Algorithmic trading systems can be an effective means to diversify your portfolio. Because these systems often trade futures, which are highly-leveraged instruments, and because their approach typically involves short-term trades, you might want to consider the algorithmic portion of your portfolio to constitute the smaller and riskier portion that seeks high growth.

After considering both the opportunities and risks, if you’ve decided that dedicating a part of your portfolio to algorithmic trading might be right for your financial goals, note that there are smarter ways to approach this endeavor, as there are many mistakes to avoid. There are numerous algorithmic systems available on the market, and you may want to do your due diligence when selecting them.

Here are five major pitfalls to avoid:

1. Not knowing when to hold and when to fold

It’s important to carefully analyze a system’s performance statistics, paying close attention to its average and worst drawdown. Note that average and worst drawdowns can always be exceeded. And this might constitute some objective measure as to whether a system is performing within, beyond, or below expectations.

So if a system has an average drawdown of 25% and a worst drawdown of 35%, then any drawdown above 25% might be considered within expectation. Drawdowns exceeding 25% might put you on alert, and a drawdown exceeding 35% might be considered the “uncle” point.  Investors who do not set a measurable range of risk targets may risk “folding” when they should be “holding” or holding far too long when they should have folded.


2. Not knowing how to interpret live vs hypothetical results correctly

Every system that is performing well was once a hypothetical system that hadn’t yet traded in a live market. That said, a system that has traded live isn’t necessarily better than a system that hasn’t. But what is important is to pay attention to systems that have both live and hypothetical performance data.

What you are looking out for is this: if a system’s hypothetical performance is very high, but its live performance for the equivalent time period is very low, then that should be a red flag. For instance, if a system’s one-year performance shows a gain of, say, 30%, but its one-year live performance shows a loss, then perhaps the discrepancy is wide enough for you to consider avoiding that system.


3. System jumping

Every trading system undergoes drawdowns. That said, it makes little sense to indiscriminately ditch a system for a better-performing system for the sole reason that it is experiencing a drawdown. If you decided to stop trading a given system, this decision should be based on objective criteria (as discussed in the first pitfall above).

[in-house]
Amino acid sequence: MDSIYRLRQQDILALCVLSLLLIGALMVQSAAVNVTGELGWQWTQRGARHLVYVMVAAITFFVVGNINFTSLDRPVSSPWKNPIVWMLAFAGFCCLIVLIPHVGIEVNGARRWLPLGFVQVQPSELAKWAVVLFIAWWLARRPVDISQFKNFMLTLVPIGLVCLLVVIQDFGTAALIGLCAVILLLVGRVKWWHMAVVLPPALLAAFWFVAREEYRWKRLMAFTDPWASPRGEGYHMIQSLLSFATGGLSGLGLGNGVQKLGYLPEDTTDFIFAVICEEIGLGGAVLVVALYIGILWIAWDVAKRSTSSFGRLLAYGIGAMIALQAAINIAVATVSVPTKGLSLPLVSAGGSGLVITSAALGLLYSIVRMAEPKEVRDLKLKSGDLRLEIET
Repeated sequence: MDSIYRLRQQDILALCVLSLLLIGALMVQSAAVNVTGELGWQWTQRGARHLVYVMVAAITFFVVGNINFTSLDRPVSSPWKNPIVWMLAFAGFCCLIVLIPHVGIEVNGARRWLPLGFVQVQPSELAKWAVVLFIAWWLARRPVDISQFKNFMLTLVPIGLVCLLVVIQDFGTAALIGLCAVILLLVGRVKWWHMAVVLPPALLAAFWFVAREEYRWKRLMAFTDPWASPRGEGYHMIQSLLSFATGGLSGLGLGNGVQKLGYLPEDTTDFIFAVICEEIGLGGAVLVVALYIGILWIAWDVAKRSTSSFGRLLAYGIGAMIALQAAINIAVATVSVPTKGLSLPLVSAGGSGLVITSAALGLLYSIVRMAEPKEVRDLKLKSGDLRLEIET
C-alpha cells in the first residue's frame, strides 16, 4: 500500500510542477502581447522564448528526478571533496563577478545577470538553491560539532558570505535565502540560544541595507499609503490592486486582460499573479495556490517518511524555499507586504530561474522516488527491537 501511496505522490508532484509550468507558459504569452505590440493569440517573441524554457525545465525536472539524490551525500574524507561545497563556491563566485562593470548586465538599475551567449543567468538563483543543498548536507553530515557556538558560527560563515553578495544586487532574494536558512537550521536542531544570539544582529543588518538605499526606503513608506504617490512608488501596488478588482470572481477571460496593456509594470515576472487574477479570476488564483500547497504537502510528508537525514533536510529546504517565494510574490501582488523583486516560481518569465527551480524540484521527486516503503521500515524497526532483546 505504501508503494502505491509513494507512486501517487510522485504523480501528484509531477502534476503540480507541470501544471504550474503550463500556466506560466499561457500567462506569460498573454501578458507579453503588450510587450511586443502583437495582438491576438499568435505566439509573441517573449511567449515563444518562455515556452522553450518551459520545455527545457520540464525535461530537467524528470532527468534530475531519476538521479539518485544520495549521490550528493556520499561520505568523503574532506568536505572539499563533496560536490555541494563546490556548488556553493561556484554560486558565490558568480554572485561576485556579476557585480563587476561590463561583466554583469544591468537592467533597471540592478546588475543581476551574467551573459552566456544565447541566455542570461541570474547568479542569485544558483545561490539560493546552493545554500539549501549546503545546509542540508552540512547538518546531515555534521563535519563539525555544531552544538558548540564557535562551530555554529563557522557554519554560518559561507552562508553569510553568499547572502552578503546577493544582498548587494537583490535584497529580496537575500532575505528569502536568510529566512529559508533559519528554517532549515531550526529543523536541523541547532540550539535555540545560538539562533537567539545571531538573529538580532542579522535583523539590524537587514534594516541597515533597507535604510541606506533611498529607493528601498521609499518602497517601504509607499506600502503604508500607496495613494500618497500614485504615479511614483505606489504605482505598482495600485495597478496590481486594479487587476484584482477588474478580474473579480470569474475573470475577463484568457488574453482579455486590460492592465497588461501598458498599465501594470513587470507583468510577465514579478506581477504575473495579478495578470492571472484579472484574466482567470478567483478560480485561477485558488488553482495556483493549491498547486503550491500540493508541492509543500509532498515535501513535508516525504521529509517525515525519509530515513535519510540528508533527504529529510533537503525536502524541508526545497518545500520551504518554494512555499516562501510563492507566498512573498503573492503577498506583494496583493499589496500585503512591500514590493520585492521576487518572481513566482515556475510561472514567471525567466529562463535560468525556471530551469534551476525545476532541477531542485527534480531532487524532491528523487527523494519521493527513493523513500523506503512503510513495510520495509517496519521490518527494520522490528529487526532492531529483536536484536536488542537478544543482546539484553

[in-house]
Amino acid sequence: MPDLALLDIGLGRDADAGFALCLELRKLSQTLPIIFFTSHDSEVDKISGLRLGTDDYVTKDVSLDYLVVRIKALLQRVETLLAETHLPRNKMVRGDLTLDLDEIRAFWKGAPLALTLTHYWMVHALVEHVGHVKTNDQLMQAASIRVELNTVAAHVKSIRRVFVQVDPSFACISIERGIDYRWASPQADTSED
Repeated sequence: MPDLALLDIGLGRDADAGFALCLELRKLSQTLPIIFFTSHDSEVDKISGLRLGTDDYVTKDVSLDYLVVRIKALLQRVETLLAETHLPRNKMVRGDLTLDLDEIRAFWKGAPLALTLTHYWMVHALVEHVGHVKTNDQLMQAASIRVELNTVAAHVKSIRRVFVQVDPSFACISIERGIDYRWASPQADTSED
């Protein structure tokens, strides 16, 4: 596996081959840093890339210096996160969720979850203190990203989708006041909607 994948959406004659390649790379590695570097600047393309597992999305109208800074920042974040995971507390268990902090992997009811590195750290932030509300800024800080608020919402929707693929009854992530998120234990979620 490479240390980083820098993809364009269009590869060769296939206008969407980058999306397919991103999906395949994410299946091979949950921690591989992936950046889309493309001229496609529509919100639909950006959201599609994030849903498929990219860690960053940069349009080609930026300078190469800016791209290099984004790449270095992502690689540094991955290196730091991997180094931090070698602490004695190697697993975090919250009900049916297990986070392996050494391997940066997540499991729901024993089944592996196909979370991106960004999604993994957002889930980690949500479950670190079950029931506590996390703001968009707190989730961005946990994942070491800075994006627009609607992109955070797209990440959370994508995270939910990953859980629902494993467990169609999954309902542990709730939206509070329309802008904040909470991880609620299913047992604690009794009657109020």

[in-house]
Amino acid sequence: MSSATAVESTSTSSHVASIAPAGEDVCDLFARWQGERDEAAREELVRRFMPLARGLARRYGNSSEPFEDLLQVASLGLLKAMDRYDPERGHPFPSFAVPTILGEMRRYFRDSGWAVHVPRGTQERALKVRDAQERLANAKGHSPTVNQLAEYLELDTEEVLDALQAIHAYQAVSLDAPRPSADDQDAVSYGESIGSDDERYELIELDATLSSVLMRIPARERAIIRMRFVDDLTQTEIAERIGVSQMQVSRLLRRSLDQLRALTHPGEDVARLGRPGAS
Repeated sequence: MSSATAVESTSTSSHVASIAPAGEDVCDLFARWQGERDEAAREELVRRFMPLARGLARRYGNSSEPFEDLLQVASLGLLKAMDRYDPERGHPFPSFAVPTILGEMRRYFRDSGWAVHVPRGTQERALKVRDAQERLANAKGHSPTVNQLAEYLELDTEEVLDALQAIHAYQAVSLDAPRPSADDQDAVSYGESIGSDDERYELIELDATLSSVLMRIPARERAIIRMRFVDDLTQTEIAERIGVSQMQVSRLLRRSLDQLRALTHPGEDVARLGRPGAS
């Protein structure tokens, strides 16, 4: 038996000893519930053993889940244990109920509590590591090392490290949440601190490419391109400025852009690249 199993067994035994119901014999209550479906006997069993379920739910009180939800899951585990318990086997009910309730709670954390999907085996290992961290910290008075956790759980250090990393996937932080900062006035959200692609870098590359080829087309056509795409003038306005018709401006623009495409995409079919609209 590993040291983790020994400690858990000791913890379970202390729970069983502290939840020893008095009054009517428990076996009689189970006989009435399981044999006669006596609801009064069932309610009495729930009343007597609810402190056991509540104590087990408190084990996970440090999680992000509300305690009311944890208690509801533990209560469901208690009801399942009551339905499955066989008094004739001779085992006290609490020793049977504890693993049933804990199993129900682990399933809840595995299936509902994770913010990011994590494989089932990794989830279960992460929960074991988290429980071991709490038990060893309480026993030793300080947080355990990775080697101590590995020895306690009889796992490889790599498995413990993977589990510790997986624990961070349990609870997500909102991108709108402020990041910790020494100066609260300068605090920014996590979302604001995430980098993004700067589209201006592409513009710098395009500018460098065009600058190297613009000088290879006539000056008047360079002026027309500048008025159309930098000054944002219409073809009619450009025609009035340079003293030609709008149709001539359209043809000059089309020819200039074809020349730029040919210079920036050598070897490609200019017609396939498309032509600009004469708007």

The risk in indiscriminately jumping from one system to another is that you may end up jumping across multiple systems only to catch all of their drawdowns, never allowing any of the systems to recover, instead, converting your drawdowns into realized losses.


4. Over-diversification

Algorithmic systems can be an effective tool for diversification, but you must choose them carefully. If you select too many systems that overlap in certain markets, you may be defeating the purpose of diversification, as you would be over-concentrated in a handful of markets.

Furthermore, you can also over-diversify in strategies. For instance, if you have a handful of systems that do short-term day trades, then no matter how diversified their markets are, you may still be over-concentrating your risk toward a particular approach. Instead, you might want to select a mix of short- to intermediate- to long-term strategies to fully diversify your strategic approach.


5. Overexposure

Last but not least, you do not want to be overexposed to the risks associated with highly-leveraged trading. Remember that because of the risks in leverage and approach, algorithmic systems might be best treated as the smaller and riskier portion of your portfolio.

How much you allocate to this segment of your portfolio is up to you. Because you are using only risk capital–money you can afford to lose–in pursuit of aggressive growth, only you can determine what might be adequate based on your risk tolerance. Allocating anything upwards of 30% of your capital might be considered very risky if not reckless.

Algorithmic trading systems can be an effective means for diversification but only if you approach it correctly. Halifax America can assist you in determining which systems may be right for your financial goals and risk tolerance. Contact us at or call us at 888.240.7099 to learn more.  When considering products that seek aggressive growth, professional assistance may be your most favorable approach.


The risk of loss in the trading of stocks, options, futures, foreign exchanges, foreign equities, and bonds can be substantial and is not suitable for all investors. Trading on margin or the use of leverage is not suitable for all investors and losses exceeding your initial deposit is possible. Supporting documentation is available upon request. Trading futures, options on futures, and foreign exchanges involves substantial risk of loss and is not suitable for all investors. Carefully consider whether trading is suitable for you in light of your circumstances, knowledge, and financial resources and only risk capital should be used. Opinions, market data, and recommendations are subject to change at any time. The lower the margin used the higher the leverage and therefore increases your risk. Past performance is not necessarily indicative of future results.